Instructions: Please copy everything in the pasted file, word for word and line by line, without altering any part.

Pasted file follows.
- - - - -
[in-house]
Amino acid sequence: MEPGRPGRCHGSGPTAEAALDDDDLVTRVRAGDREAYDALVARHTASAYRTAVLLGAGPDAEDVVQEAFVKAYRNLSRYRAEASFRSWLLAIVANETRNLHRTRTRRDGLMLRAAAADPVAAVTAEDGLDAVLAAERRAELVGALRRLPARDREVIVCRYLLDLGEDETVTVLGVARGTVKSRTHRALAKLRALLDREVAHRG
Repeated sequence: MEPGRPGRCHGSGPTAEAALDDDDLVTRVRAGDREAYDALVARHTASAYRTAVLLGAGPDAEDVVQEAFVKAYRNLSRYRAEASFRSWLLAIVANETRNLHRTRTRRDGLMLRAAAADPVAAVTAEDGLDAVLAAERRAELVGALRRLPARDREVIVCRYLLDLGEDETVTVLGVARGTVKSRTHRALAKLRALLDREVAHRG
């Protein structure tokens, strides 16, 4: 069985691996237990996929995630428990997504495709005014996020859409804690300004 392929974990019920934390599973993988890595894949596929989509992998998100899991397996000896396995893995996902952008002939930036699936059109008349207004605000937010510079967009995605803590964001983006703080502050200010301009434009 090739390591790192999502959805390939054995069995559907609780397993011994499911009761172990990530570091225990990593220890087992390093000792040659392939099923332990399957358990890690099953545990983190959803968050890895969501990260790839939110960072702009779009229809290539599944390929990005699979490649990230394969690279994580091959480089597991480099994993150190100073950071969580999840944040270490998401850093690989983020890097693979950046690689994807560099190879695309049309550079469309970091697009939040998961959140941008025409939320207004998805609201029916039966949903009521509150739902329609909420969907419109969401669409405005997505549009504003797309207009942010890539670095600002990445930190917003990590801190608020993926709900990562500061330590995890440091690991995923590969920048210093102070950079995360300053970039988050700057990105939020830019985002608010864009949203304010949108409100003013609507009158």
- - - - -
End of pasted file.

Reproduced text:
[in-house]
Amino acid sequence: MEPGRPGRCHGSGPTAEAALDDDDLVTRVRAGDREAYDALVARHTASAYRTAVLLGAGPDAEDVVQEAFVKAYRNLSRYRAEASFRSWLLAIVANETRNLHRTRTRRDGLMLRAAAADPVAAVTAEDGLDAVLAAERRAELVGALRRLPARDREVIVCRYLLDLGEDETVTVLGVARGTVKSRTHRALAKLRALLDREVAHRG
Repeated sequence: MEPGRPGRCHGSGPTAEAALDDDDLVTRVRAGDREAYDALVARHTASAYRTAVLLGAGPDAEDVVQEAFVKAYRNLSRYRAEASFRSWLLAIVANETRNLHRTRTRRDGLMLRAAAADPVAAVTAEDGLDAVLAAERRAELVGALRRLPARDREVIVCRYLLDLGEDETVTVLGVARGTVKSRTHRALAKLRALLDREVAHRG
């Protein structure tokens, strides 16, 4: 069985691996237990996929995630428990997504495709005014996020859409804690300004 392929974990019920934390599973993988890595894949596929989509992998998100899991397996000896396995893995996902952008002939930036699936059109008349207004605000937010510079967009995605803590964001983006703080502050200010301009434009 090739390591790192999502959805390939054995069995559907609780397993011994499911009761172990990530570091225990990593220890087992390093000792040659392939099923332990399957358990890690099953545990983190959803968050890895969501990260790839939110960072702009779009229809290539599944390929990005699979490649990230394969690279994580091959480089597991480099994993150190100073950071969580999840944040270490998401850093690989983020890097693979950046690689994807560099190879695309049309550079469309970091697009939040998961959140941008025409939320207004998805609201029916039966949903009521509150739902329609909420969907419109969401669409405005997505549009504003797309207009942010890539670095600002990445930190917003990590801190608020993926709900990562500061330590995890440091690991995923590969920048210093102070950079995360300053970039988050700057990105939020830019985002608010864009949203304010949108409100003013609507009158």